I had my turn as guest speaker in webinars and enjoyed participating in forums.  My most active group is our #connectedrotorua group page.


While my aim has been to keep Facebook for social interaction with family and friends, an addition last year meant that I changed my mind. Two teachers from Auckland began the NZ Teachers (Primary) group which has in turn spawned a number of other professional teacher groups.  These are great help sites for locating resources and creating discussion.


Although I am a member and “link” with a range of professionals, I don’t venture into the discussions as I do on the other platforms.


I love Blogger because I love writing. This is my reflective portfolio, where I make sense of the ideas from my discussions and readings. I tag my posts with the Practising (Registered) Teachers’ Criteria. I then use my other social networks to share my posts, using the hashtags #edchatnz, #edblognz and #MindLabED.  I encourage students to have blogs and share these using the #comments4kids hashtag.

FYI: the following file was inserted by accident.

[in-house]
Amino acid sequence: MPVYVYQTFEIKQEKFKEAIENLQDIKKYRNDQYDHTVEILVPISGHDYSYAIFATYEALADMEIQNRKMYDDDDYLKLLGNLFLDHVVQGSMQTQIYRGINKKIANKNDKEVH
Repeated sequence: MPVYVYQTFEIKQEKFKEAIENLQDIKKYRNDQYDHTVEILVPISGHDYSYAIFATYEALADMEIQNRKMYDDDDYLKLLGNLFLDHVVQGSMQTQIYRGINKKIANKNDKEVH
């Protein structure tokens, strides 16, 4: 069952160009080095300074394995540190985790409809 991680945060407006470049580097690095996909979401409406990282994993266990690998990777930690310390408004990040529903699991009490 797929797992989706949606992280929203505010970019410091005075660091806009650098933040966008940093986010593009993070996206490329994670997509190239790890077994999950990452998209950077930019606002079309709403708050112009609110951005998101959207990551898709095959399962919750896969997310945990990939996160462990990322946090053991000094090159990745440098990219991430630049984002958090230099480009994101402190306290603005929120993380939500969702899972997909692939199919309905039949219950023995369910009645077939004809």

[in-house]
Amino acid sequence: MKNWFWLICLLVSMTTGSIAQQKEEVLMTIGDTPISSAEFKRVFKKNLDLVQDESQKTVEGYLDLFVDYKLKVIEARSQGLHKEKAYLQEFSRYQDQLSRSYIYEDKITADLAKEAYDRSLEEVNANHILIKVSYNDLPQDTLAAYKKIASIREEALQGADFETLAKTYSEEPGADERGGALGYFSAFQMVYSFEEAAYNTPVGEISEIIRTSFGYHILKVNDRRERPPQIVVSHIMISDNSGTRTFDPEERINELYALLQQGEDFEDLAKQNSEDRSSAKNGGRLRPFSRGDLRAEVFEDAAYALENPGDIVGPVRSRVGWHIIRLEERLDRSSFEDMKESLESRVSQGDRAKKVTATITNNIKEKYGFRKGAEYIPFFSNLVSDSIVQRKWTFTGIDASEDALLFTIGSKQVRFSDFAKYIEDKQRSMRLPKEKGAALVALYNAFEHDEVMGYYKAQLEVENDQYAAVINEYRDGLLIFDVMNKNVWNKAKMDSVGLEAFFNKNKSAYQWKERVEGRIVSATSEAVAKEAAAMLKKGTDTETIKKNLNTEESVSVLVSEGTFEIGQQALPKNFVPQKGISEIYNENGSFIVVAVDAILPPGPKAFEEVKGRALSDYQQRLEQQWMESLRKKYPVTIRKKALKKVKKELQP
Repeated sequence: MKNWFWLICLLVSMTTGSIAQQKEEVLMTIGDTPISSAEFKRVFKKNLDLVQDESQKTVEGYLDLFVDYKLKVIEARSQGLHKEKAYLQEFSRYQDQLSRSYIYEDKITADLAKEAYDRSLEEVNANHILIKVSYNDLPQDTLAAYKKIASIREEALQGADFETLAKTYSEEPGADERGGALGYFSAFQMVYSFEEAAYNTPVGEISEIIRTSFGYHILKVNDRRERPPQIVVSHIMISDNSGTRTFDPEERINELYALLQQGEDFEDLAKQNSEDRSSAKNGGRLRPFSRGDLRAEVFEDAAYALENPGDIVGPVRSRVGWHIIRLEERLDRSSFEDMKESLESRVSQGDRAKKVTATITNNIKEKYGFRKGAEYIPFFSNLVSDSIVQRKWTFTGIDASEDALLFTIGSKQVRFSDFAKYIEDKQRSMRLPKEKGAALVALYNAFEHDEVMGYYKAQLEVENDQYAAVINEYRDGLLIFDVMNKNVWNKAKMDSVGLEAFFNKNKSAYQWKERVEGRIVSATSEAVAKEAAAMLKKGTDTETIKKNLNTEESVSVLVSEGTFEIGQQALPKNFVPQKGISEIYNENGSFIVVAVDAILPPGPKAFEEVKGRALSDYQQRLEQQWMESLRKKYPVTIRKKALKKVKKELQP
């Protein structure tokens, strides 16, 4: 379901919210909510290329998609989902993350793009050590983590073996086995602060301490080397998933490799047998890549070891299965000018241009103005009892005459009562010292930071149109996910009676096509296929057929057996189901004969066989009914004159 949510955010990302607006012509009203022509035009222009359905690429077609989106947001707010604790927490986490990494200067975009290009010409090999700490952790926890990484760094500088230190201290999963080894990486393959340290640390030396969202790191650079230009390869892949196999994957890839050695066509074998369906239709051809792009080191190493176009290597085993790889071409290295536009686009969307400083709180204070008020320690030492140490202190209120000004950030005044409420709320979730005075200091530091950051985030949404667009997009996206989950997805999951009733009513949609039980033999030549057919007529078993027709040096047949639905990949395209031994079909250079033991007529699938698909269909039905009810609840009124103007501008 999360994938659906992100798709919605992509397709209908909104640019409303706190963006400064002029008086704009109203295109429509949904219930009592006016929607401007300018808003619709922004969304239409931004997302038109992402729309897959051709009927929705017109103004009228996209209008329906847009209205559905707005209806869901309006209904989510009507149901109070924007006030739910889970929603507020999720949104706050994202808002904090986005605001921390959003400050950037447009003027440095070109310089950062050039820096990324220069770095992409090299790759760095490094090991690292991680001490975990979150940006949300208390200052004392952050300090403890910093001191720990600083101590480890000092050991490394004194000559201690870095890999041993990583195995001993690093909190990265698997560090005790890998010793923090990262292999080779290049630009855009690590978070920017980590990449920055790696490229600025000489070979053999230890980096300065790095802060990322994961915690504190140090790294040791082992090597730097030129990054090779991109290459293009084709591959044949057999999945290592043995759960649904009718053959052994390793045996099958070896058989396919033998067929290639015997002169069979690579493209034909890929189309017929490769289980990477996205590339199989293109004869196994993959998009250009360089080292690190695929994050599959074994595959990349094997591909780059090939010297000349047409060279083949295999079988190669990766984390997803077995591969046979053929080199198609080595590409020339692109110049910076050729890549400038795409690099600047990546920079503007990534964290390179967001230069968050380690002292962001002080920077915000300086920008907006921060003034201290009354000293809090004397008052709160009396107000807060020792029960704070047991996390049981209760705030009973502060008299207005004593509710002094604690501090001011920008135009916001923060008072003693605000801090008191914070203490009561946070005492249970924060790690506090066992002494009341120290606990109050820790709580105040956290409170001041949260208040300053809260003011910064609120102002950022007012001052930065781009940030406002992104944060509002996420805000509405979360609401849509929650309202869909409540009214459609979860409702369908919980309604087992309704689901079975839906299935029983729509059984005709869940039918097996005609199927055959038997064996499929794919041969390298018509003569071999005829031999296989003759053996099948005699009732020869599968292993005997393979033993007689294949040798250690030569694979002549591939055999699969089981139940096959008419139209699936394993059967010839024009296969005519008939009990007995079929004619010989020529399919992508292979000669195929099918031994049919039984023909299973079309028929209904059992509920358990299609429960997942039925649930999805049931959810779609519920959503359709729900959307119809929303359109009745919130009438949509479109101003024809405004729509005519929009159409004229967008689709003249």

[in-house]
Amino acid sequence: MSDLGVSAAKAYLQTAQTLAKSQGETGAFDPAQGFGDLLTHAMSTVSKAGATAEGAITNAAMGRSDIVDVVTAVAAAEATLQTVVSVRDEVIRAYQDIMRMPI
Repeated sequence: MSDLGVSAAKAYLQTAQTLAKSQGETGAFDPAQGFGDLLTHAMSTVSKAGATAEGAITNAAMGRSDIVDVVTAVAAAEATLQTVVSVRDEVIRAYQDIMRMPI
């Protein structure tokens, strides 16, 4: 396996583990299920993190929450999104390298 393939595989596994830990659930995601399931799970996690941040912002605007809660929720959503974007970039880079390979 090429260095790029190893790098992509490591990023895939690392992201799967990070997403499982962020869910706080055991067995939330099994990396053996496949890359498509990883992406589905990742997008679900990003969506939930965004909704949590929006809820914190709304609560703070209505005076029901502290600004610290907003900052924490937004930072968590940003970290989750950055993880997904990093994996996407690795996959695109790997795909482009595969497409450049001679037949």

Key features of social media that are beneficial for teaching and learning:

Ubiquitous personalised learning.  I love that I can organise where and when and how I want to learn. Social networks are always awake, even if it’s somewhere else in the world.

Multidisciplinary and cross sector.  I remember a time when secondary teachers and primary teachers kept to their corners. Now we are found in the same virtual staff rooms. Social media has helped to de-silo learning.

Equitable. Learning does not belong to those who are able to pay.  It is available to all.  Besides the free availability of googlable information, many structured courses are free. The Edchatnz Mooc is an example.

Ako. "Ako" means having a mutual teaching and learning relationship.  Wellburn and Eib (Veletsianos, 2016) talk about the different roles we can take in social media; at different times we can play the “expert, amateur, audience, author, learner, and educator” (p.65). Youtube is another example of this in action.